Television and radio personality Glenn Beck spoke with James Doty, clinical professor of neurosurgery, on Thursday night at Tresidder Memorial Union about the role of compassion in his life and its place in society. The dialogue was sponsored by Stanford’s Center for Compassion and Altruism Research and Education (CCARE), which Doty directs.
Beck spent time discussing the role that compassion has played in his personal edification and the apparent shortage of compassion in society today. The often contentious media personality spoke about his own personal struggles with drug and alcohol abuse and the vital role that his faith has played in guiding him.
Beck, who has worked at both CNN and Fox News and is the founder of TheBlaze news network, argued that due to the highly divisive political atmosphere in which discussion of “principles” has been replaced with that of “interests,” society is largely devoid of compassion today. When it comes to questions of torture, war and other divisive topics, Beck feels that people often share many of the same principles. Discussion of personal interests, however, leads us to ignore the principles on which we base our beliefs.
“What’s happening in our country right now and in our world – the reason we’re all so screwed up – is because our politicians, our political parties and our citizens and our pundits are all talking about interests,” Beck said.
“In order to heal ourselves, we need to go to uncomfortable places, have uncomfortable conversations and realize we’re not that different from one another,” Beck said. “We do have principles and humanity in common.”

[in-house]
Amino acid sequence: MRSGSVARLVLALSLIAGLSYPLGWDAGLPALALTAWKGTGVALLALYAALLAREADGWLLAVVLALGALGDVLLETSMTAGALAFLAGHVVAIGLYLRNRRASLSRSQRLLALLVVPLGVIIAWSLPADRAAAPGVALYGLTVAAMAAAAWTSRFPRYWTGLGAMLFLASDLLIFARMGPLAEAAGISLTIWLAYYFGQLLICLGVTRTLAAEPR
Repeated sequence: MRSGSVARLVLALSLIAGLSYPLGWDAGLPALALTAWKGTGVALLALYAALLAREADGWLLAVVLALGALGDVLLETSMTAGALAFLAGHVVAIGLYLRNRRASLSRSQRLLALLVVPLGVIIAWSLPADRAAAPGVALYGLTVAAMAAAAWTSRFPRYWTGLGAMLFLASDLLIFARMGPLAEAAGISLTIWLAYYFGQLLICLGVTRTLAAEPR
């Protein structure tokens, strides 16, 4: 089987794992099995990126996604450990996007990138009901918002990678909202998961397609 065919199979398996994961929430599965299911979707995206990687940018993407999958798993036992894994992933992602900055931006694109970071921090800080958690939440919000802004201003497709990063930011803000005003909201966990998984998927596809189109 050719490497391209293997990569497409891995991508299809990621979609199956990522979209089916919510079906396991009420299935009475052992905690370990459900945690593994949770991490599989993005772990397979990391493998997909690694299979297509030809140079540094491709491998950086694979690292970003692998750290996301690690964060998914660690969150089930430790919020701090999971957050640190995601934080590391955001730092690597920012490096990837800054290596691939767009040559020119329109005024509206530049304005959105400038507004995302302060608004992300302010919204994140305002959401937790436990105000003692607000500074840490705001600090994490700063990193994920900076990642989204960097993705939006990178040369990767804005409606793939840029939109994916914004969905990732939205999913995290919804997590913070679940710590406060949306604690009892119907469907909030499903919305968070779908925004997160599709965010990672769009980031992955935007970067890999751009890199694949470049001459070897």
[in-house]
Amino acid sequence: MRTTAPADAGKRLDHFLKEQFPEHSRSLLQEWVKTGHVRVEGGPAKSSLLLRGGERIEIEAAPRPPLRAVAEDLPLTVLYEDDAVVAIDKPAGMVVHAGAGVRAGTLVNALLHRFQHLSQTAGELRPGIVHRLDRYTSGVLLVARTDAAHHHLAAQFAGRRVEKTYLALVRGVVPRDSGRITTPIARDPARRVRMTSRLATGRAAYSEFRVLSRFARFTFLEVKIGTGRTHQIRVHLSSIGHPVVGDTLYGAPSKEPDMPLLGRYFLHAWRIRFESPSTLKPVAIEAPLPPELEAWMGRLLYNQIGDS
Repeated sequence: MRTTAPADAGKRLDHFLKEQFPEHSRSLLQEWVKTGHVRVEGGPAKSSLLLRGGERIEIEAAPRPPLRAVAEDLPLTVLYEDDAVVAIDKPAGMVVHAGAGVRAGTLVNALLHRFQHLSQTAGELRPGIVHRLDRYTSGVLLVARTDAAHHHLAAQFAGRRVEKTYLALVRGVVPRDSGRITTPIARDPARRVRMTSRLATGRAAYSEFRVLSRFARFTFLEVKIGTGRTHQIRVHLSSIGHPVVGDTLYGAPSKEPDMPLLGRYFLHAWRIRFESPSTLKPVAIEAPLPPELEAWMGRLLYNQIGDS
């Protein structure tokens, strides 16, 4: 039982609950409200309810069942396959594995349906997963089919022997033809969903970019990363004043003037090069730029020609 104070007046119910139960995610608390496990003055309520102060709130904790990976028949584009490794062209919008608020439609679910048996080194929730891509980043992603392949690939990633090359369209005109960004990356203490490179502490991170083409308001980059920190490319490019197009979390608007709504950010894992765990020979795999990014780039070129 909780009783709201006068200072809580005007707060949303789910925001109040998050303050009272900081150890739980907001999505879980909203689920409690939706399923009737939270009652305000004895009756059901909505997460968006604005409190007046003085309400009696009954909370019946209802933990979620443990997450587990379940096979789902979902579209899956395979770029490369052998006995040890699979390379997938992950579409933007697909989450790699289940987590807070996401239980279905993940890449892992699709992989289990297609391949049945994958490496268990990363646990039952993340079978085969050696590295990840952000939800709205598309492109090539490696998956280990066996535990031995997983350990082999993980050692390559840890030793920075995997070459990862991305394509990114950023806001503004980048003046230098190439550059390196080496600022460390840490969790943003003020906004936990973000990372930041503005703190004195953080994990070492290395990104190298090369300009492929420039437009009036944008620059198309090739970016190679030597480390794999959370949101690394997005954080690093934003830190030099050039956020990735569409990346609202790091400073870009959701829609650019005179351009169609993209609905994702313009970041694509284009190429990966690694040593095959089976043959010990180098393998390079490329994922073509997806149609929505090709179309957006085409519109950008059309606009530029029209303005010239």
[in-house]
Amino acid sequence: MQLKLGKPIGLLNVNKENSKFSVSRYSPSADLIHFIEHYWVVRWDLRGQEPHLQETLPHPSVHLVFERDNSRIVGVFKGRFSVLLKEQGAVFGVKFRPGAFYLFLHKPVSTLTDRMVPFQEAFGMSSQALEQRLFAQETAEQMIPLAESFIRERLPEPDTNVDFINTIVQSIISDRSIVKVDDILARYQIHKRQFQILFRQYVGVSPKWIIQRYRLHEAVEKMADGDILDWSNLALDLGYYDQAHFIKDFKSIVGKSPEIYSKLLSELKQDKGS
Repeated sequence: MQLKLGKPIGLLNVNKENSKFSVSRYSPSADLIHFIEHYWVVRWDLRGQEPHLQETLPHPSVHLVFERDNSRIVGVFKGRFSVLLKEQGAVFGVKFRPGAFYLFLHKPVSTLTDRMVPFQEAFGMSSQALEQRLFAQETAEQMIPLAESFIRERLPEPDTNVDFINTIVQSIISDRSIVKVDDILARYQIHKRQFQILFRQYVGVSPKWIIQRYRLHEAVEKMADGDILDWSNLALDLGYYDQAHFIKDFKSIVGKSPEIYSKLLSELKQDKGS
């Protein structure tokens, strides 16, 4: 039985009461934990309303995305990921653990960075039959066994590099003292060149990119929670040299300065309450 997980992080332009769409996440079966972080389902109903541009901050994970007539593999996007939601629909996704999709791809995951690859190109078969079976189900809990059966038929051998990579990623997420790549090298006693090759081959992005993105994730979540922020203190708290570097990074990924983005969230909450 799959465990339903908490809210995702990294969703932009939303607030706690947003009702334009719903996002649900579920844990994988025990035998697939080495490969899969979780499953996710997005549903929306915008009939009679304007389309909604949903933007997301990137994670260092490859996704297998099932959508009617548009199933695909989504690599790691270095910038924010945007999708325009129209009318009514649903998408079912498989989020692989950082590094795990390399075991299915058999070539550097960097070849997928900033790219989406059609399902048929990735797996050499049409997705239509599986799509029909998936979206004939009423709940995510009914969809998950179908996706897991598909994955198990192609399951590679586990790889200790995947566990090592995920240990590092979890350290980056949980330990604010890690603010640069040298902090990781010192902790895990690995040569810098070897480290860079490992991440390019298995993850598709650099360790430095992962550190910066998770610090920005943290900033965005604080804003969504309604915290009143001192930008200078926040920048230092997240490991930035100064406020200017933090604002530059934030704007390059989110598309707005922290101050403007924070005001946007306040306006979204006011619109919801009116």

Beck, a devout Mormon, made frequent reference to faith in the discussion. He discussed a recent trip to Israel with a large group of pastors, a conversation with Billy Graham of the Bill Graham Evangelistic Association and the close work his charity, Mercury One, has performed with religious leaders. Beck cited the cooperation his charity has produced between ostensibly opposing religious groups as evidence that compassion arises when we see each other as fellow humans.
CCARE, which is affiliated with Stanford’s School of Medicine, seeks to understand what motivates us to act compassionately and altruistically.
“My experience so far is there is only one world, we’re all in it and ultimately we have to live in it together,” Doty said.
Doty, who jokingly quoted Beck’s description of “elite institutions with useful idiots,” felt Beck was a relevant speaker for CCARE to host due to the many turns his personal and professional careers have taken.
“You can’t judge somebody by soundbites,” Doty said. “You judge somebody by spending time with them and realizing that almost everyone has the same hopes, aspirations and desires.”
Contact Sam Premutico at samprem ‘at’ stanford.edu.